Andy McSmith's Diary: Spot the hidden clues in Damian McBride's confessions

Our Man in Westminster

Like a sinner at confession, Damian McBride has owned up to trashing the reputations of Charles Clarke, John Reid, and others who crossed his master, Gordon Brown. But as the saying goes, it takes two to tango: for McBride’s malicious briefings to work, there had to be political journalists who willingly leant him their ears.

He tactfully does not name those he used as outlets, but a sift through the records turns up a number of stories with the McBride touch.

McBride admits that in 2005 he “orchestrated what looked like a briefing war” between Clarke and a prominent civil servant, Louise Casey. An example of what appears to be his handiwork was dated 3 July: “Tony Blair has issued a furious dressing-down to Charles Clarke, the Home Secretary, for going soft in the fight against crime ... [and] has ordered Louise Casey, the director of the Government’s antisocial behaviour unit, to report directly to him.”

More details emerge on 31 July: “At a meeting  ... the Prime Minister repeatedly sided with Ms Casey against Mr Clarke, at one point warning the Home Secretary that he needed to develop a sense of conviction...”

By 28 May 2006, Clarke was gone, replaced by John Reid, and both men were hit in one opening paragraph of another report: “John Reid, the Home Secretary, has gone on holiday to France while his Whitehall department battles with a string of crises… The Home Secretary, who took over from Charles Clarke [right] three weeks ago, boasted that he would do ‘whatever it takes’ to sort out his troubled department, which he described as ‘not fit for purpose’…”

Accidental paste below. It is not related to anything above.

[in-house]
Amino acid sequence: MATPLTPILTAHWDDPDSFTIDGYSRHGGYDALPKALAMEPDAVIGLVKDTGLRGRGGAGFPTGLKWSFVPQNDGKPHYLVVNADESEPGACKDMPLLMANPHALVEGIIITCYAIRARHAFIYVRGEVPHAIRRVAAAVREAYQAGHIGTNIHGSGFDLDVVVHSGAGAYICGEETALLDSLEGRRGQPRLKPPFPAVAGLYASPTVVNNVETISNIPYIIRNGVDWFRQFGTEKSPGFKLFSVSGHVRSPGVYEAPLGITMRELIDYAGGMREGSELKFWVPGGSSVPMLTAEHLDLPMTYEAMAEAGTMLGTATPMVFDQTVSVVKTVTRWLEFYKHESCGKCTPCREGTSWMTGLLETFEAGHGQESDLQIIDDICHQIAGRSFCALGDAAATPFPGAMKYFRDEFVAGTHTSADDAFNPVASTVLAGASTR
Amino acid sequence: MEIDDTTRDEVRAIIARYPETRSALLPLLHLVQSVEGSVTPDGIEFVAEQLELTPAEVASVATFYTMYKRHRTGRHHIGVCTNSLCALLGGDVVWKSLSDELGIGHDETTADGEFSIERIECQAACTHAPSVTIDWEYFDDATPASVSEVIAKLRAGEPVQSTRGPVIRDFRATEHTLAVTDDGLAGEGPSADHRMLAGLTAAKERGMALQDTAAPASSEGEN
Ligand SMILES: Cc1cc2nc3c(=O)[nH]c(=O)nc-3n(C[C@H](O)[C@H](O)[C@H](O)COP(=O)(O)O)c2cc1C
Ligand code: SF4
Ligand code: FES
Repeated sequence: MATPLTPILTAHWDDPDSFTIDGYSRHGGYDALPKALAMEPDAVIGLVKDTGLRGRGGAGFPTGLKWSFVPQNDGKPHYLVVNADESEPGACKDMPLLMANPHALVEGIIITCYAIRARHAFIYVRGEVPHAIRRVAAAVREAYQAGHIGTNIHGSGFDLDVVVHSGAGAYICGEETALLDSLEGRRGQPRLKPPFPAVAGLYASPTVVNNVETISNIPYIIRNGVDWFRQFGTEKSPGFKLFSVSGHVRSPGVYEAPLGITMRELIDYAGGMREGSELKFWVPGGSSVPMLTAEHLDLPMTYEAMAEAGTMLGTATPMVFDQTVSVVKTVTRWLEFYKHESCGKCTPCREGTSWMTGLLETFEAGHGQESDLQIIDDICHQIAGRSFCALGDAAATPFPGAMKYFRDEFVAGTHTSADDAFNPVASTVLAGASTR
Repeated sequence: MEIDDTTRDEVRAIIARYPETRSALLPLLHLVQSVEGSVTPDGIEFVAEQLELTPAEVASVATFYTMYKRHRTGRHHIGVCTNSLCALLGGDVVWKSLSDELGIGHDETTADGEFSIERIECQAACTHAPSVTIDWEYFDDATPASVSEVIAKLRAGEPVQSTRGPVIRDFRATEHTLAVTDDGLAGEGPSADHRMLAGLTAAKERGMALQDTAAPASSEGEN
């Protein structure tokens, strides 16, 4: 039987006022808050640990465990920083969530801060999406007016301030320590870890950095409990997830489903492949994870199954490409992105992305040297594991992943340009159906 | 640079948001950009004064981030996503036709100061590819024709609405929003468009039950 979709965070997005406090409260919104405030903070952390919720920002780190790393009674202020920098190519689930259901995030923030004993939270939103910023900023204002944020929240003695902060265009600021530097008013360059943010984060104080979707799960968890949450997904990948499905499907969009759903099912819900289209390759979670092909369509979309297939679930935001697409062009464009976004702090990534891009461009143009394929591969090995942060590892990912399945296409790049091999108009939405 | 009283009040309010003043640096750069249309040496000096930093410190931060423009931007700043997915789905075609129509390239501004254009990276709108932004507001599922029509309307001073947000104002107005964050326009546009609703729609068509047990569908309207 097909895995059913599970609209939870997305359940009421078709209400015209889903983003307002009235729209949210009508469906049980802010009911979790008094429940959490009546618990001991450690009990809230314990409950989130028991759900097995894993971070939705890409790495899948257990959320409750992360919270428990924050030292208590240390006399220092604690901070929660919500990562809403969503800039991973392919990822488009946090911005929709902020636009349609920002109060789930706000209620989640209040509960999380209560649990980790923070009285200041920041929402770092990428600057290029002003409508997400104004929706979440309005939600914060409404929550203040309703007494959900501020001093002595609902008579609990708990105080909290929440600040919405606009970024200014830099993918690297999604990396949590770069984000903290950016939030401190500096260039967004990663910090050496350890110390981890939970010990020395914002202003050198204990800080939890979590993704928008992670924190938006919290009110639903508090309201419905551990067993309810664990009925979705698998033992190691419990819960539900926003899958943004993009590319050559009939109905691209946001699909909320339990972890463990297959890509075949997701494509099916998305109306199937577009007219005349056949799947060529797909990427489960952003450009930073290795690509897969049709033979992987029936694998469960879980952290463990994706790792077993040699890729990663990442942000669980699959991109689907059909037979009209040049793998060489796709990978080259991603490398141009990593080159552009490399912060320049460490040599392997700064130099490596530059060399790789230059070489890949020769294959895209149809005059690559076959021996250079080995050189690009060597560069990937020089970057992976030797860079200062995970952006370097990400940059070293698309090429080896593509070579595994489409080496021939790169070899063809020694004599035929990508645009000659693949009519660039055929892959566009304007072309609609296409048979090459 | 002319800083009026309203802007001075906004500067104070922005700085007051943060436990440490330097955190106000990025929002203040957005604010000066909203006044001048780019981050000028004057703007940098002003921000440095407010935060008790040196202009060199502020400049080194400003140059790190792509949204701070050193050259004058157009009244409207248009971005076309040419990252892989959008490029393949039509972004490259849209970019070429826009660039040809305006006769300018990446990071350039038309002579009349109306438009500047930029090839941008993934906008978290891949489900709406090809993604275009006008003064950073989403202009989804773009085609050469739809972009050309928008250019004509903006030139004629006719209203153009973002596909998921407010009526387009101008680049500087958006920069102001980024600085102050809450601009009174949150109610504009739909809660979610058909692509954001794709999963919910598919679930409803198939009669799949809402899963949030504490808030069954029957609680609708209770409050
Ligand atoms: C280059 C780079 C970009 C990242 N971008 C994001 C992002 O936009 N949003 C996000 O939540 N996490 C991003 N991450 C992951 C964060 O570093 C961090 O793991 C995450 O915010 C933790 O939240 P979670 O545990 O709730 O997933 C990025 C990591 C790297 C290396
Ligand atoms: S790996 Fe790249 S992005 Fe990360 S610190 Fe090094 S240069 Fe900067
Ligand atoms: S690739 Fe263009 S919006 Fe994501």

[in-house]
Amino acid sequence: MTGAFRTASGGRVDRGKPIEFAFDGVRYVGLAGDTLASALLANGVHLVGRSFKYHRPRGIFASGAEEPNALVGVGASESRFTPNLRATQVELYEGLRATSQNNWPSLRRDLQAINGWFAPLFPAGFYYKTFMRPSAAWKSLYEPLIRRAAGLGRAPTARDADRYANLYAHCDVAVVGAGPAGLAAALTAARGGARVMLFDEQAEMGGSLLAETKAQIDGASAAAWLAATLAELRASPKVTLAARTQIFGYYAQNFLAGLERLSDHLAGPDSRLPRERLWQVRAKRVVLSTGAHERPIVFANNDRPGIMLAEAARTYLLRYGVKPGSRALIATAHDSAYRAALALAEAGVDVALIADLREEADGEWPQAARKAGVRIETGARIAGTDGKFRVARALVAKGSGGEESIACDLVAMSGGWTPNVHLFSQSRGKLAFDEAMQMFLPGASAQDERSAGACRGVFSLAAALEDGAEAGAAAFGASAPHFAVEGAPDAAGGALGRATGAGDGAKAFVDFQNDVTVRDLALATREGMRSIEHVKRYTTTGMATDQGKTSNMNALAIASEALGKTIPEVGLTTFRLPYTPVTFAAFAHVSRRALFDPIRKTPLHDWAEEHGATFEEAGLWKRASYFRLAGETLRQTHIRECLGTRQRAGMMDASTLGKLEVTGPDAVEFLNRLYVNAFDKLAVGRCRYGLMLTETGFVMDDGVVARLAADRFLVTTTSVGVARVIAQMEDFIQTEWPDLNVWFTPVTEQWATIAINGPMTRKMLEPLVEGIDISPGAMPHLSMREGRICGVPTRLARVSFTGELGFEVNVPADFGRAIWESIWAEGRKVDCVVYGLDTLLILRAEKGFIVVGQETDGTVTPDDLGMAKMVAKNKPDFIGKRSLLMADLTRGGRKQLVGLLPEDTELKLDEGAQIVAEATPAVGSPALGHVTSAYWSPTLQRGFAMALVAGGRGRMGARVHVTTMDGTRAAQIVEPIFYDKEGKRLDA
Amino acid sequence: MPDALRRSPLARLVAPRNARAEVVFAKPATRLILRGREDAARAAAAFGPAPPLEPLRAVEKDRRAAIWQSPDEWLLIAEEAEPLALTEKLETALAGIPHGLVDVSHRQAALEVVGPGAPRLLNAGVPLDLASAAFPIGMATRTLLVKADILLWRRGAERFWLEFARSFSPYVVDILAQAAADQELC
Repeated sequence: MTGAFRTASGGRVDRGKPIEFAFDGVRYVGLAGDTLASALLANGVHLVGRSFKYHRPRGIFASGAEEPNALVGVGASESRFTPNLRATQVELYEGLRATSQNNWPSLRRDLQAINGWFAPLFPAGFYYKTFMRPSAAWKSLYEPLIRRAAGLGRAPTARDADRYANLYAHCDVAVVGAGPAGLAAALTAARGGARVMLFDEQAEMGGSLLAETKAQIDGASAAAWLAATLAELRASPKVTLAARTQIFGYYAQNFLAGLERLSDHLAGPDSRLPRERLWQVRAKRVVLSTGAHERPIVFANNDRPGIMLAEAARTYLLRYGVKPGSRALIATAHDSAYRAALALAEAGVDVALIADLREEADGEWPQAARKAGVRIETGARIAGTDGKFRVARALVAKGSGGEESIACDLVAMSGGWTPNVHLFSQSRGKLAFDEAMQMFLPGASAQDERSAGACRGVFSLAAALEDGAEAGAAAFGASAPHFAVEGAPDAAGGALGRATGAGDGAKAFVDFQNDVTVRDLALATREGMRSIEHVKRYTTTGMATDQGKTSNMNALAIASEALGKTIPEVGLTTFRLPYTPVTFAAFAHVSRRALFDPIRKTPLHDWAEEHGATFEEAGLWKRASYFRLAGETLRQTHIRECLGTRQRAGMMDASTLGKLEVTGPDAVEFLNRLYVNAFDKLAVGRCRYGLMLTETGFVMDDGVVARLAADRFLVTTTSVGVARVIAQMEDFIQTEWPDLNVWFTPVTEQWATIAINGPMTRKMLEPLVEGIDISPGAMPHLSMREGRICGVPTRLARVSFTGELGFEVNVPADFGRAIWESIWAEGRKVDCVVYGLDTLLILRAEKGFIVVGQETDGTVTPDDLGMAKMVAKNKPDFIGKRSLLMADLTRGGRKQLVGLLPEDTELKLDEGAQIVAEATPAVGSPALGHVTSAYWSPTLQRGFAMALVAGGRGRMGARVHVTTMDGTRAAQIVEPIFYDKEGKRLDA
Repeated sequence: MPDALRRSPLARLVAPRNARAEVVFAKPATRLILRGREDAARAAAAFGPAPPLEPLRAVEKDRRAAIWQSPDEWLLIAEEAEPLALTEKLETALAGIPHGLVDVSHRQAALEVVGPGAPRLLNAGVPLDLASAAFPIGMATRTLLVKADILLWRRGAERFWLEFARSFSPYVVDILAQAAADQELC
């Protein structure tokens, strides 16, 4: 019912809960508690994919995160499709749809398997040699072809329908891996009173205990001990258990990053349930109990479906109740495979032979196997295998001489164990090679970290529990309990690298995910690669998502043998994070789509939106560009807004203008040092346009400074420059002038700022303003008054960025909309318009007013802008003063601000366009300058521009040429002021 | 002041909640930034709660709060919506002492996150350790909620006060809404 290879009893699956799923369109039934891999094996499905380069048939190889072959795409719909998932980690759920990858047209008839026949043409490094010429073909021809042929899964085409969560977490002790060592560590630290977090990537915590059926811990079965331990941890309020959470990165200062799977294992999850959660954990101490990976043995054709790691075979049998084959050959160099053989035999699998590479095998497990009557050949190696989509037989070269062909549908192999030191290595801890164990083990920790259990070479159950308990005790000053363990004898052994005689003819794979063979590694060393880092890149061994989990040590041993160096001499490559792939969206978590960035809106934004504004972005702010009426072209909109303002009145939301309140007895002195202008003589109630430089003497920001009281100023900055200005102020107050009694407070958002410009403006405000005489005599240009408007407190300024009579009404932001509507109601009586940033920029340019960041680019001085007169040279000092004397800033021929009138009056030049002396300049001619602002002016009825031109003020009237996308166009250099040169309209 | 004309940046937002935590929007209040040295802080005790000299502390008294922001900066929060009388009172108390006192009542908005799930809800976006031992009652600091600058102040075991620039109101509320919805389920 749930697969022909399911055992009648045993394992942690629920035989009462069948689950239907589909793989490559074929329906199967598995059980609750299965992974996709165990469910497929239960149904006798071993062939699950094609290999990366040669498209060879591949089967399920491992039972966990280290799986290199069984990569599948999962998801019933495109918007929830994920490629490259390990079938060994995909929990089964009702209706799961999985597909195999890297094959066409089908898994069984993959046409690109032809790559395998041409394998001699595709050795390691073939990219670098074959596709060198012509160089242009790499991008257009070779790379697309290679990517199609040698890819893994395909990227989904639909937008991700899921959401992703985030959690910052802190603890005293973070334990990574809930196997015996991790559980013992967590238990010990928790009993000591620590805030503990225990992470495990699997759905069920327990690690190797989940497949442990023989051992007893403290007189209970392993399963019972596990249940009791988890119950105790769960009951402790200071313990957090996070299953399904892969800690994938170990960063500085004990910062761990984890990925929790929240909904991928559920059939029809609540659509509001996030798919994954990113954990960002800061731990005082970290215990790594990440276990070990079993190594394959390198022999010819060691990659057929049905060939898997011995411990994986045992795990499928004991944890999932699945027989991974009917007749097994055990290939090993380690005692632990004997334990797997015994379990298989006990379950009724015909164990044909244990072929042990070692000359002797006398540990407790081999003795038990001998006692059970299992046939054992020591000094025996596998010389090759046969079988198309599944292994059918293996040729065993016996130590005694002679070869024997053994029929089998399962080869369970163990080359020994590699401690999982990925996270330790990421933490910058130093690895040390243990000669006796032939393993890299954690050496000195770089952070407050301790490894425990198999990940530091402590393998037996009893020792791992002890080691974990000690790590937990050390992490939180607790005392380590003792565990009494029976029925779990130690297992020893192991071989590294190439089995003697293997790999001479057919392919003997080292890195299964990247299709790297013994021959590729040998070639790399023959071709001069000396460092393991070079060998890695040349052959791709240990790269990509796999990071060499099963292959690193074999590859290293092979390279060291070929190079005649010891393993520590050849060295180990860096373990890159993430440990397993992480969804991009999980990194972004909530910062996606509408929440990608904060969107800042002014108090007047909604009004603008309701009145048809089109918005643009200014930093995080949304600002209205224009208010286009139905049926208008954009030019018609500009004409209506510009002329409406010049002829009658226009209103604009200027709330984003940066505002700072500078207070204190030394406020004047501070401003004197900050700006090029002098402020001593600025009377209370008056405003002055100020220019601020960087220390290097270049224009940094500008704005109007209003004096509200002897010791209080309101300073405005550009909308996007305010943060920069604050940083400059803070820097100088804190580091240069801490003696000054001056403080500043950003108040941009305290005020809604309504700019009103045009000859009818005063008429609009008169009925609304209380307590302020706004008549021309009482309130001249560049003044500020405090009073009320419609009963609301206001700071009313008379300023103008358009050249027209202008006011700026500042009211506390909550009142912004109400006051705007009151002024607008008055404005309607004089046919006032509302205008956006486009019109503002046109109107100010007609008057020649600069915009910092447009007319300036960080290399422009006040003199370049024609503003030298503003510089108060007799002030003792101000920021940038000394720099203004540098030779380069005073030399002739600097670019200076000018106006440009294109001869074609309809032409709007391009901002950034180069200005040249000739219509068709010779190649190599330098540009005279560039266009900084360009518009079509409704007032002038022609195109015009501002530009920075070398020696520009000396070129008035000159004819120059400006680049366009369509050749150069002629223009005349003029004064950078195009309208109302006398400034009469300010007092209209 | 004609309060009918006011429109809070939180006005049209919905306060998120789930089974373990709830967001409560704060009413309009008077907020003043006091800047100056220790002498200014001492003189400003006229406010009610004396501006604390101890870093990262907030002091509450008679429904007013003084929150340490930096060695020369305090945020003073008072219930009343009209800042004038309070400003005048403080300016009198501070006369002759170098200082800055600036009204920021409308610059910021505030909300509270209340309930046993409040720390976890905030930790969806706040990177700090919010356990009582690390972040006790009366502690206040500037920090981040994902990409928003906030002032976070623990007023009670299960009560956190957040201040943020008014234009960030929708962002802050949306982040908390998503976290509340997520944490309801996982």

And so on. What all these reports and many more have in common is the byline “by Patrick Hennessy” – the same Patrick Hennessy who has just joined Ed Miliband’s office to “sharpen Labour’s attack stories”. Hopefully that means attacking politicians outside the party.

Brown’s navy larks

“If Labour is in power after the 2015 election, with Ed Miliband installed as prime minister and Ed Balls as chancellor, I’m sure they’ll invite Gordon to the first Downing Street Christmas party, and get him to tell his ‘Japanese admiral’ joke,” writes McBride. But tantalisingly, nowhere in a long extract from his book does he let on what the joke was.

I am in a position to enlighten, but first I must stress that I am not saying it is funny, merely that this is a joke Brown told on many occasions. The story goes that the late Jimmy Wray, Labour MP for Glasgow Govan until 2005, came from a family so poor that they used to send him to school in second-hand clothes. One day, he met someone who said that they had had the same experience, to which Wray retorted: “Aye, but you didn’t have to go as a Japanese admiral.” Boom, boom.

An old hand from Gordon Brown’s office said: “I think we all laughed because it was so not funny.”

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